You've probably heard a lot about Google Voice since Apple punted it from the iTunes App Store: It's a free telephony service that allows one phone number to ring all your phones. It also lets you receive and send SMS messages on your computer, centralize your voice mailbox on the Web, block and re-route callers, record calls, and perform other bits of phone-related chicanery. The only real problem with Voice is that it's hard to get into--you need an invitation. And like all things Google, it's still in Beta.
But now a competitor is making the rounds with a product that does many of the same things as Google Voice. It's called 3jam, and it's from a venture-backed startup that focuses on Internet-enabled SMS messaging (which it calls SuperText). It also does all the obligatory phone stuff that Google Voice does.
3jam has a few salient advantages. First, and most important, you can sign up now (no invitation required). Plus, it's text messaging is better than Google Voice's: If you're logged into 3jam on your computer, your SMS messages (and MMS, too) go to your PC, not your phone. Google Voice can't do any kind of MMS, and it's not as robust with how it handles messages. You can also reply-all and do other email-ish stuff, as well as transcribe voicemails and interact with VOIP services including Skype.
If you're not at a computer, messaging gets a little wonky. To add people to your address book, you need to send text commands to 3jam's system so that it knows how to route your message. (Once someone's in the system, it's easy, but that's still a barrier to entry.) After that, you just send 3Jam's special number a text telling it which person or group to message: "text volleyball, game tonight?" is the example they give. Who plays organized volleyball? But I digress.
In a sense, 3jam is a little like the Posterous of Internet-enabled phone systems. It uses a tool you already understand (as with Posterous and email) and lets you send all your commands through it. Whether you're a Tumblr or Posterous kinda person depends on your personal taste; some people like proprietary tools like Google Voice's mobile site or Tumblr's Web dashboard, while others like the lite-and-thin approach.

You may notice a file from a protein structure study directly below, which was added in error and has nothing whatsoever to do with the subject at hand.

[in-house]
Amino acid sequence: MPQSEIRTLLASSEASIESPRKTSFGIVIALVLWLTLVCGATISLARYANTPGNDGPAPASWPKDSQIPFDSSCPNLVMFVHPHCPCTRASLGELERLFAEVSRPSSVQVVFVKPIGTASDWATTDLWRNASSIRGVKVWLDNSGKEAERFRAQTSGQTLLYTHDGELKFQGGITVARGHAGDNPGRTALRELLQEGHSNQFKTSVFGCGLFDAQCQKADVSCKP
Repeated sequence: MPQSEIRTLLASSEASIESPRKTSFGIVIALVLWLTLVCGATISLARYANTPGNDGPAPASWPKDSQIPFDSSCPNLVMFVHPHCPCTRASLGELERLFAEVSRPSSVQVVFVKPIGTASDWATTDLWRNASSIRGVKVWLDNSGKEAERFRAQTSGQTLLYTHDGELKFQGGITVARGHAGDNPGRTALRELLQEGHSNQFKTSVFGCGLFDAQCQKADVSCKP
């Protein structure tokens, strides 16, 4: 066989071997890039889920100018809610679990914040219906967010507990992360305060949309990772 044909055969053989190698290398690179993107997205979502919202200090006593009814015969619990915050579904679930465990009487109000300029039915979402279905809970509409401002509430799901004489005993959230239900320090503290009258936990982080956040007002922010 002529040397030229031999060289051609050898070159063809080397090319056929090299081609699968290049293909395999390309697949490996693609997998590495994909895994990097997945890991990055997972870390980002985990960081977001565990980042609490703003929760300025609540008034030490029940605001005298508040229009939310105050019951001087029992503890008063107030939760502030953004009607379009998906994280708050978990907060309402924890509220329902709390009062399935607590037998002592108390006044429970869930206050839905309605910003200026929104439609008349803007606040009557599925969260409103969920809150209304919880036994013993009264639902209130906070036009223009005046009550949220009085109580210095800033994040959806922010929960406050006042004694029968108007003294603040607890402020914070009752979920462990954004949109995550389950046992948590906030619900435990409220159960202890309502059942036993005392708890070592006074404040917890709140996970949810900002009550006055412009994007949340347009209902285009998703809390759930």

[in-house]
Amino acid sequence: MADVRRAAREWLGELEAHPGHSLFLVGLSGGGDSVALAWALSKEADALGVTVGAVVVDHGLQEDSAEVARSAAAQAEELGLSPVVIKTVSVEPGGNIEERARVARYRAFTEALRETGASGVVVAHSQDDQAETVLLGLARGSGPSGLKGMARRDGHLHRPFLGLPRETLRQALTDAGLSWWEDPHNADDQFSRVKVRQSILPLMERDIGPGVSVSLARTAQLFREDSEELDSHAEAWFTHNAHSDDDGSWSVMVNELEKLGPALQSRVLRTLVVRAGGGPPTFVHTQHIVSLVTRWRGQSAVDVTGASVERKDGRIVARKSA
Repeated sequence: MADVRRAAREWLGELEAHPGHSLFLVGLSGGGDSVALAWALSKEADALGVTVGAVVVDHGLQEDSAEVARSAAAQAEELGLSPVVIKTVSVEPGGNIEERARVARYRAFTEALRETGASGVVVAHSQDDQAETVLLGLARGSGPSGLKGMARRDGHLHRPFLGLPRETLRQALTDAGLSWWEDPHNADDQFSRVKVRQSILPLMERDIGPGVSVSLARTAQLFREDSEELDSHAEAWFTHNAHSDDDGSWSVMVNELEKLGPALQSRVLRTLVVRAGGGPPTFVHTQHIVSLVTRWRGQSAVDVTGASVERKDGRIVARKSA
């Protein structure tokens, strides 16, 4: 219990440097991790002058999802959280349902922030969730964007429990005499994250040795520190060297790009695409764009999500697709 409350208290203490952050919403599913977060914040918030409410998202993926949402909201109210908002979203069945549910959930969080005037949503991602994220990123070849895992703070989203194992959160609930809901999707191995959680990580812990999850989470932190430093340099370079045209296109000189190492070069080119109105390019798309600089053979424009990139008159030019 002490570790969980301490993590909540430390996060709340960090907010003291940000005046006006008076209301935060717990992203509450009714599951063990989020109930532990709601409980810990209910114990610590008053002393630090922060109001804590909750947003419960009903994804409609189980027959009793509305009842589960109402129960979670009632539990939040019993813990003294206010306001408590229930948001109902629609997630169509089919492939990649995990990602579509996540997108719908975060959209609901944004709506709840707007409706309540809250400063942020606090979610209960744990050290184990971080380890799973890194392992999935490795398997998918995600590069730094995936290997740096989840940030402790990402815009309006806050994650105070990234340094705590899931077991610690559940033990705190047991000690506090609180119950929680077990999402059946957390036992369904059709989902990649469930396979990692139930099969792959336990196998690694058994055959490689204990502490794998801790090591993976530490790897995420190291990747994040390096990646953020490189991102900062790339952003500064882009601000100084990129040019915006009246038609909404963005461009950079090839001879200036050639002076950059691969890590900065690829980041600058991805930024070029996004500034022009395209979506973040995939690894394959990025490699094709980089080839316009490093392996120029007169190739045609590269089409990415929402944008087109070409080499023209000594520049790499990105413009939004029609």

3jam can assign you a number based on any geographical location in the U.S., which is one of the popular features of Google Voice, and it also does a good job integrating international calling and texting for a low price. And it beats Google in one respect: While Google has said that number porting will be available soon, 3jam already has number porting up and running. That means that you can switch to a 3jam lifestyle without giving out a new number--something that is a huge stumbling block to converting to life with Google Voice.
One final advantage to 3jam--at least for the techies among you--is its open API. You can futz with Google Voice too, but that API is undocumented and relatively limited.
Here's the thing that sucks about 3jam: You have to pay for it. Not only that, it's nearly impossible to figure out just how much you'll end up paying for it. The site says you get your first 40 domestic texts for free, and because many are delivered to your PC while you're logged in, that should cut down on traffic too. But after that, it's several cents per text, plus a monthly fee for voice minutes. Google Voice is utterly free unless you're doing international calling. 3jam packages start at $5 a month.
If 3jam can simplify its pricing, it could become an uninvited competitor to Google Voice.